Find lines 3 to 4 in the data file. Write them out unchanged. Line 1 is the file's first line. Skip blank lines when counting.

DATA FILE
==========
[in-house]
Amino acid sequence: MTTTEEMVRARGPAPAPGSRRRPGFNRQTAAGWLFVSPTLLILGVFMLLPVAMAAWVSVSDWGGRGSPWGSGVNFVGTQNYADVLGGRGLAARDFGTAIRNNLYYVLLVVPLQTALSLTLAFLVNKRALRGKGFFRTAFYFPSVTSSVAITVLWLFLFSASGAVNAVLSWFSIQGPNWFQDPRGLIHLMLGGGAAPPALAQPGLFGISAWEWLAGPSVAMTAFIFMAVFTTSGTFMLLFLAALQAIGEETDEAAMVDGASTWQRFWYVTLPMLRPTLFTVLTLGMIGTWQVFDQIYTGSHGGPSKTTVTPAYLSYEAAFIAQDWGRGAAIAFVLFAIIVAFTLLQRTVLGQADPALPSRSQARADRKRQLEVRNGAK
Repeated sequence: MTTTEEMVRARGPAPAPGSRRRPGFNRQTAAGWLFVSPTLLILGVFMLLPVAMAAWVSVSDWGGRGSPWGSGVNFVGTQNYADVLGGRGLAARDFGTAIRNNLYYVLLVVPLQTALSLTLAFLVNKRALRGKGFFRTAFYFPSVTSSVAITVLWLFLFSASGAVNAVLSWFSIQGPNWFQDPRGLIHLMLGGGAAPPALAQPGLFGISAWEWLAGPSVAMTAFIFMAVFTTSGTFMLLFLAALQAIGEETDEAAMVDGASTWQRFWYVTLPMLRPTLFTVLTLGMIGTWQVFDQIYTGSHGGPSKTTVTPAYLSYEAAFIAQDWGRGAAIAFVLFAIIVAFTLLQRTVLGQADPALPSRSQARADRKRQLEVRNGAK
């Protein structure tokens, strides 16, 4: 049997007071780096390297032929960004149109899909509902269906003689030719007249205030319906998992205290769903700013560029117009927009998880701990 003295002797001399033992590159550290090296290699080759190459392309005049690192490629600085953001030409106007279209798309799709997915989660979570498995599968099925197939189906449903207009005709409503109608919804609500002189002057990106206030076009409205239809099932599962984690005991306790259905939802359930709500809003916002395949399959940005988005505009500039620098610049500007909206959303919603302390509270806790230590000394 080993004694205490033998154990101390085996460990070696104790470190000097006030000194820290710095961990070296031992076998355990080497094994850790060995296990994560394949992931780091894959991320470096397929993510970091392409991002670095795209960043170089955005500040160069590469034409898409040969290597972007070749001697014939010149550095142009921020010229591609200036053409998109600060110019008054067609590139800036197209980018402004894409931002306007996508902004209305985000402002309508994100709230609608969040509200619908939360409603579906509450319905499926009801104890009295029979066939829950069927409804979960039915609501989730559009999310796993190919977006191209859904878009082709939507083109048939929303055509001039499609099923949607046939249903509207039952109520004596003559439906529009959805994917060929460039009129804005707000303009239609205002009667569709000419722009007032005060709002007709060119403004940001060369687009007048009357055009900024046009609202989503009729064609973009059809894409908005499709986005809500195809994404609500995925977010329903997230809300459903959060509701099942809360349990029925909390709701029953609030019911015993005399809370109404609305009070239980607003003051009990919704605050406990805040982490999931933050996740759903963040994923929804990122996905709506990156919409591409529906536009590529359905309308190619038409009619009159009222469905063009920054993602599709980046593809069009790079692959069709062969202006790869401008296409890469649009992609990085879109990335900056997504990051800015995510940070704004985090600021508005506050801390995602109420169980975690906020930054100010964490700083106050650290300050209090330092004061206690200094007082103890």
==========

Repeated sequence: MTTTEEMVRARGPAPAPGSRRRPGFNRQTAAGWLFVSPTLLILGVFMLLPVAMAAWVSVSDWGGRGSPWGSGVNFVGTQNYADVLGGRGLAARDFGTAIRNNLYYVLLVVPLQTALSLTLAFLVNKRALRGKGFFRTAFYFPSVTSSVAITVLWLFLFSASGAVNAVLSWFSIQGPNWFQDPRGLIHLMLGGGAAPPALAQPGLFGISAWEWLAGPSVAMTAFIFMAVFTTSGTFMLLFLAALQAIGEETDEAAMVDGASTWQRFWYVTLPMLRPTLFTVLTLGMIGTWQVFDQIYTGSHGGPSKTTVTPAYLSYEAAFIAQDWGRGAAIAFVLFAIIVAFTLLQRTVLGQADPALPSRSQARADRKRQLEVRNGAK
């Protein structure tokens, strides 16, 4: 049997007071780096390297032929960004149109899909509902269906003689030719007249205030319906998992205290769903700013560029117009927009998880701990 003295002797001399033992590159550290090296290699080759190459392309005049690192490629600085953001030409106007279209798309799709997915989660979570498995599968099925197939189906449903207009005709409503109608919804609500002189002057990106206030076009409205239809099932599962984690005991306790259905939802359930709500809003916002395949399959940005988005505009500039620098610049500007909206959303919603302390509270806790230590000394 080993004694205490033998154990101390085996460990070696104790470190000097006030000194820290710095961990070296031992076998355990080497094994850790060995296990994560394949992931780091894959991320470096397929993510970091392409991002670095795209960043170089955005500040160069590469034409898409040969290597972007070749001697014939010149550095142009921020010229591609200036053409998109600060110019008054067609590139800036197209980018402004894409931002306007996508902004209305985000402002309508994100709230609608969040509200619908939360409603579906509450319905499926009801104890009295029979066939829950069927409804979960039915609501989730559009999310796993190919977006191209859904878009082709939507083109048939929303055509001039499609099923949607046939249903509207039952109520004596003559439906529009959805994917060929460039009129804005707000303009239609205002009667569709000419722009007032005060709002007709060119403004940001060369687009007048009357055009900024046009609202989503009729064609973009059809894409908005499709986005809500195809994404609500995925977010329903997230809300459903959060509701099942809360349990029925909390709701029953609030019911015993005399809370109404609305009070239980607003003051009990919704605050406990805040982490999931933050996740759903963040994923929804990122996905709506990156919409591409529906536009590529359905309308190619038409009619009159009222469905063009920054993602599709980046593809069009790079692959069709062969202006790869401008296409890469649009992609990085879109990335900056997504990051800015995510940070704004985090600021508005506050801390995602109420169980975690906020930054100010964490700083106050650290300050209090330092004061206690200094007082103890």